On Wages

It’s a common cry across social and popular media to deride one business or another for the way they model their wage structure. Most of my current income is earned by delivering food for companies like DoorDash and GrubHub. I do pretty well, but I’ve also spent a year and half learning how to do pretty well in my particular market. When these companies offer deliveries for amounts and distances below my professional standard, I simply reject them. What I don’t do is write articles decrying “predatory pay models” or other such signaling buzz words. It’s nonsense, and this is why: businesses do not and may not take our labor. Rather, they accept our labor in exchange for their money. We do the job at the wage agreed upon up-front, we get paid (at least) that amount. If we don’t agree, we don’t do it. If someone else does, good for them. If they can’t find anyone to agree, they increase the offer until they do, or cancel it. So long as it’s accepted willingly, everyone benefits. Third party opinions about it are totally irrelevant. If these companies are no longer profitable for you in your market, find a new company. Nobody’s forcing you to work for them. And that’s today’s two cents.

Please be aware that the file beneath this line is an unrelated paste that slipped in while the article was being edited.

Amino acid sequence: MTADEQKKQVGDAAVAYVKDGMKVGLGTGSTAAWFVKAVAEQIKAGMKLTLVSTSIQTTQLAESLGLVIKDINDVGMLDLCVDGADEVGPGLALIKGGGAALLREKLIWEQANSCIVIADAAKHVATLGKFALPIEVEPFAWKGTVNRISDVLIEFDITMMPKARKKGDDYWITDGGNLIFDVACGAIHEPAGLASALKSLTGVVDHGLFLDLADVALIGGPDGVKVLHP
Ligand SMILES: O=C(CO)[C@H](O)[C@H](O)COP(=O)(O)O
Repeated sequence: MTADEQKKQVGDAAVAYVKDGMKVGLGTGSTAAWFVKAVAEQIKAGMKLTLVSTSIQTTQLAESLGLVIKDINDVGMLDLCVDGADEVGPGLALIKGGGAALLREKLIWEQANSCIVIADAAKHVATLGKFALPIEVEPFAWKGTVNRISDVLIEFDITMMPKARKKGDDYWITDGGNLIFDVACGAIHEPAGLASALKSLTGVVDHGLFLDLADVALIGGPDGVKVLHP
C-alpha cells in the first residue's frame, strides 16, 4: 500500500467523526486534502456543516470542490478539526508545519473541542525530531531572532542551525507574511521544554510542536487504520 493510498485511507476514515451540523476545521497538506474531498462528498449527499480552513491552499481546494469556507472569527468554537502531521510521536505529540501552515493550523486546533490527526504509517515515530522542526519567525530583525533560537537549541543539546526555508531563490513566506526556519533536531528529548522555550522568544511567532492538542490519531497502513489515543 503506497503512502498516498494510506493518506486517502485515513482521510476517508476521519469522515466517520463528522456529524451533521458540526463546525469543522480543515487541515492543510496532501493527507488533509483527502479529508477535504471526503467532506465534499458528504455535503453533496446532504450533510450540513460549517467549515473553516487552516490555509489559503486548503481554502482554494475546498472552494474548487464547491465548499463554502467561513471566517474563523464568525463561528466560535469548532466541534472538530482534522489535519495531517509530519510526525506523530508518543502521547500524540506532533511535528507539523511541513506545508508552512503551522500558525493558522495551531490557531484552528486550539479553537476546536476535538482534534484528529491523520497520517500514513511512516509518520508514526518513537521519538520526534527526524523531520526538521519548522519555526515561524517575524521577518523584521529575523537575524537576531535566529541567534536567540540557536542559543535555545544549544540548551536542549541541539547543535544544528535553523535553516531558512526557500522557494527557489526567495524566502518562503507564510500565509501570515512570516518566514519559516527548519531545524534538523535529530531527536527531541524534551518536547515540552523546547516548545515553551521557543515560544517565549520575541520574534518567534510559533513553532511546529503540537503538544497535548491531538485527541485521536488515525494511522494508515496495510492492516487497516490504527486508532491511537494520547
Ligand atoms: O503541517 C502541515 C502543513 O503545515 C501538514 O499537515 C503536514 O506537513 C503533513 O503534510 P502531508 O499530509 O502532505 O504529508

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Skyler J. Collins (Editor)

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Founder and editor of Everything-Voluntary.com and UnschoolingDads.com, Skyler is a husband and unschooling father of three beautiful children. His writings include the column series “One Voluntaryist’s Perspective” and “One Improved Unit,” and blog series “Two Cents“. Skyler also wrote the books No Hitting! and Toward a Free Society, and edited the books Everything Voluntary and Unschooling Dads. You can hear Skyler chatting away on the Everything Voluntary podcast.

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